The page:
What's in a Name?

“In sixth grade Mrs. Walker
Slapped the back of my head
and made me stand in the corner
for not knowing the difference
between persimmon and precision.”
- Li-Young Lee, “Persimmons” -

Now I would have thought that persimmon and permission could be easily confused, but that's not what I want to talk about.

The Genus for persimmons is Diospyros. Now with a genus starting with “Dios”, the persimmon would appear to be some kind of “fruit of the Gods”, but the prefix is actually “Dio” and along with the “spyros”, translates closer to “lotus” or “fruit of nettle tree.” It is believed that the reference to “lotus” in the Odyssey by Homer refers to the persimmon.

The English word “persimmon” is derived from a word in the Powhatan language meaning “a dry fruit”.

Two Levels of Astringency

“So for awhile, I'll just play my guitar
And I'll sing a couple of these tunes”
-The Monkees “Naked Persimmon”-

While there are many different cultivars and varieties, the simplest classification is astringent versus non-astringent.

Astringent persimmons are those that have high levels of tannins and are unpalatable if eaten before completely ripe and soft. The most common variety found in grocery stores is called Hachiya.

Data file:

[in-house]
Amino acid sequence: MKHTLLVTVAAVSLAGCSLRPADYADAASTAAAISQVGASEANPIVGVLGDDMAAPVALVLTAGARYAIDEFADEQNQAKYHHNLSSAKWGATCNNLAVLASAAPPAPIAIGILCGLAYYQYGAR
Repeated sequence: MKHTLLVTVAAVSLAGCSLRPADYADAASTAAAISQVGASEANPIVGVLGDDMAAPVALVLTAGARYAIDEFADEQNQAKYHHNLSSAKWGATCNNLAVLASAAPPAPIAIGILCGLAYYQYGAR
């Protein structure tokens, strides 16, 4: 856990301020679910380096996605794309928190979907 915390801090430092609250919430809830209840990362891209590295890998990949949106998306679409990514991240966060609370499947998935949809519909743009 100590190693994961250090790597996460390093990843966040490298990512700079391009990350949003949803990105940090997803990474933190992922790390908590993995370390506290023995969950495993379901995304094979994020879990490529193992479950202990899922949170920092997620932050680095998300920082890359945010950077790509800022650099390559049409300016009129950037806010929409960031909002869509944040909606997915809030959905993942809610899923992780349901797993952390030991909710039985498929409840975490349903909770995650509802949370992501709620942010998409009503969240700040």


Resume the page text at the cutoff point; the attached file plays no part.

Non-astringent persimmons actually have tannins in them, but they start off with a smaller amount and lose their tannic quality much faster. So these fruit can be eaten while firm. But they won't get really soft like the astringent varieties. The most common variety is called Fuyu.

There are many ways to ripen them after they have been picked. Many centuries ago, the Chinese buried the fruit in mud for several days, depriving it of oxygen. This causes the fruit to produce acetaldehyde (C2H4O), which binds to the tannins so it buffers the tannins from the tongue. Today, we just can wrap persimmons tightly in plastic wrap, or put it next to ethylene-producing fruits like apples and bananas.

There are two compounds in persimmons that are interesting: shibuol and betulinic acid. The good news is that they are thought to have anticancer properties. The bad news is that when shibuol comes into contact with stomach acid, it can form a bezoar, which is an indigestible object found in the gastrointestinal system. For those with cats, one variety of bezoar are hairballs. A medical review in 2013 showed that quite a number of patients found relief by ... drinking Coca-Cola.